A week in books
Boyd Tonkin is Literary Editor at The Independent. An award-winning journalist, he was formerly Social Policy Editor of the New Statesman and has broadcast extensively for BBC arts and current affairs programmes. He has judged the Booker Prize, the Whitbread biography award, the Commonwealth Writers Prize and the David Cohen Prize for a lifetime's achievement in literature.
Saturday 29 March 1997
No doubt the cheap and chunky Oxford Bible - with superbly readable notes by its editors, Robert Carroll and Stephen Prickett - will prompt the usual smug hosannas about the Authorised Version's shaping influence on English prose. True enough - except that the blend of translations cooked up by 54 Anglican divines from 1604 to 1611 has congealed into commonplaces at 1,000 crucial points. Returning to the AV can bring to mind that story about the tourist who watched Hamlet at Stratford and complained that it was nothing more than a string of cliches. The breezy evangelicals behind bland new translations often censure AV for its archaic diction. In many places the opposite criticism would make better sense - that the beguiling familiarity of the AV phrasing has rubbed its meaning smooth and frictionless. So why, since proselytising Christians have such a strange and shocking message to convey, do they insist that their user-friendly Bibles read like Cliff Richard lyrics or some speech by the outgoing PM? One example: during the AV's Sermon on the Mount (Matthew 5, 41), Jesus commands "And whosoever shall compel thee to go a mile, go with him twain". Now listen to the pious crewcut linguists of the 1976 Good News Bible: "And if one of the occupation troops forces you to carry his pack one kilometre, carry it two kilometres". Oh, yes.
Carroll and Prickett make a forcible case for the AV on scholarly as well as literary grounds. Yet a devil's advocate could challenge its status without proposing that the ancient Greek and Hebrew should now sound like the Highway Code. The Anglican translators, remember, steered a sly middle course between clear-cut Protestant and Catholic readings. Their resonant style often has no higher aim than to gloss over knotty questions of doctrine. AV, in short, contains far too much bureaucratic fudge.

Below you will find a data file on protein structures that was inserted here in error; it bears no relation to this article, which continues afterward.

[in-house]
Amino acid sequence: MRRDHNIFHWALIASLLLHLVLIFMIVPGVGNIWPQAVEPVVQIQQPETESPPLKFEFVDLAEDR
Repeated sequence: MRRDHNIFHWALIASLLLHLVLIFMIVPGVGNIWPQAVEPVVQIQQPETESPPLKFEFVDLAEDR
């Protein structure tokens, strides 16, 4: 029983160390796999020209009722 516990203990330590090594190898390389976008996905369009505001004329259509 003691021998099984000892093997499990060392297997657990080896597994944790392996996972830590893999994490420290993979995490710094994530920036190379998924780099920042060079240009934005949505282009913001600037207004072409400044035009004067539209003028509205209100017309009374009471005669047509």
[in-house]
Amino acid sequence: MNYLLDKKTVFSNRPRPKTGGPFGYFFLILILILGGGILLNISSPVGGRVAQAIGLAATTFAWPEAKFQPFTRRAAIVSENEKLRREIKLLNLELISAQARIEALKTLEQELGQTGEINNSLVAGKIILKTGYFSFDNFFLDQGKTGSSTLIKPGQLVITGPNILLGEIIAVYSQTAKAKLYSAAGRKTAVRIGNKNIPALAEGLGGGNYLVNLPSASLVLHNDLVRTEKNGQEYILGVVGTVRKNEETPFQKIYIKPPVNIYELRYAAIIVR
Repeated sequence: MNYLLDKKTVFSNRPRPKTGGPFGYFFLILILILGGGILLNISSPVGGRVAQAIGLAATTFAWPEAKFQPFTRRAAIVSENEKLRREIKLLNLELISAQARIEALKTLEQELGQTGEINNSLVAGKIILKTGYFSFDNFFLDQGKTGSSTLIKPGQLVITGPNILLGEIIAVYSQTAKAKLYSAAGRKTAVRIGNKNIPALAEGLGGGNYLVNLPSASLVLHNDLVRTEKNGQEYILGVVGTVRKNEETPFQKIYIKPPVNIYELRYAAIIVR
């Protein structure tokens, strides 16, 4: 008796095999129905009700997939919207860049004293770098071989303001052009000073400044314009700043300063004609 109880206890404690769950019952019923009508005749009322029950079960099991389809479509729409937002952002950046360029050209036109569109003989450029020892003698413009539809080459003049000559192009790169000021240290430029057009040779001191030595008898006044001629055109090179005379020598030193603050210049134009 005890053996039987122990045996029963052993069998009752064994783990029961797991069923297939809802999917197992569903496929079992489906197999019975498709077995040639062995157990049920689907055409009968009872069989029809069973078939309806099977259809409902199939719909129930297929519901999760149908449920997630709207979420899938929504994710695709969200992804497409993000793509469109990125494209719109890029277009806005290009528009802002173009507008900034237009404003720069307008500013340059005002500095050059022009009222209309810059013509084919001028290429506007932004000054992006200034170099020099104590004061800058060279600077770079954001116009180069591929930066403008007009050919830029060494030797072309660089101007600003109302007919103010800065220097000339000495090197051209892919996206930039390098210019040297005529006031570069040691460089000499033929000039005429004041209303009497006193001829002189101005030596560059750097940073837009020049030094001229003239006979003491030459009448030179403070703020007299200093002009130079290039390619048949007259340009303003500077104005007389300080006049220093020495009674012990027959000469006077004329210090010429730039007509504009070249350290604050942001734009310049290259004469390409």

Worse, it muffles the greatness of the towering genius behind it - William Tyndale. Avid to bring the Bible to "the boy that drives the plough", Tyndale translated the New, and much of the Old, Testament in the 1520s and 1530s. His work underpins all the Tudor Bibles consulted by the AV divines - even the Catholic Reims-Douai version. Only one giant of EngLit truly haunts daily speech: not Shakespeare, but Tyndale. Many of the AV's best-loved texts (such as the Nativity stories) come from Tyndale almost word for word.
And what became of this supreme pioneer of demotic - and democratic - English prose? Persecuted by Henry VIII's bishops, he spent a harassed decade in exile. First the books were burnt - and then the man. After his arrest for heresy in Antwerp, Tyndale was strangled, and went to the stake, in 1536. Discussions of the AV often sink into an orgy of national self-congratulation. So it's now high time (Romans 13, 11) to recall that the English state murdered its architect.
MusicThe band accidentally called Londoners the C-word
Film 'I've never been comfortable on-screen', she says
Arts & Ents blogs
- 1 Exodus Gods and Kings: Ridley Scott never considered casting 'Mohammad so-and-so from such-and-such' in lead role
- 2 This letter from a reader explains why women can’t play football
- 3 'You should come to my house and eat cheeses with me': 4-year-old sends adorable love letter to girl at school
- 4 Scientists predict green energy revolution after incredible new graphene discoveries
- 5 Obama: The only people with the right to object to immigration are Native Americans
I'm A Celebrity 2014: Jungle security stepped up after murder and 'suspicious death' close to camp
This house and dental clinic 'piled up like bricks on the brink of collapsing' is why Japan wins at architecture
Jennifer Lawrence scores first UK top 40 single with Hunger Games track 'The Hanging Tree'
Exodus Gods and Kings: Ridley Scott never considered casting 'Mohammad so-and-so from such-and-such' in lead role
James Cameron hypes up Avatar sequels: 'You will s**t yourself with your mouth wide open'
Ukip says babies born to immigrants in the UK should be classed as migrants – which would include Nigel Farage’s own children
Rochester by-election: Ukip gains second MP as Tory defector Mark Reckless holds seat
'Beast of Bolsover' Dennis Skinner takes Ukip MP Mark Reckless to task moments after he is sworn in
The young are the new poor: Sharp increase in number of under-25s living in poverty, while over-65s are better off than ever
Tamir Rice: 12-year-old boy playing with fake gun dies after being shot by Ohio police
Rochester aftermath: Sacking of Emily Thornberry will make work of Labour MPs '10 times harder'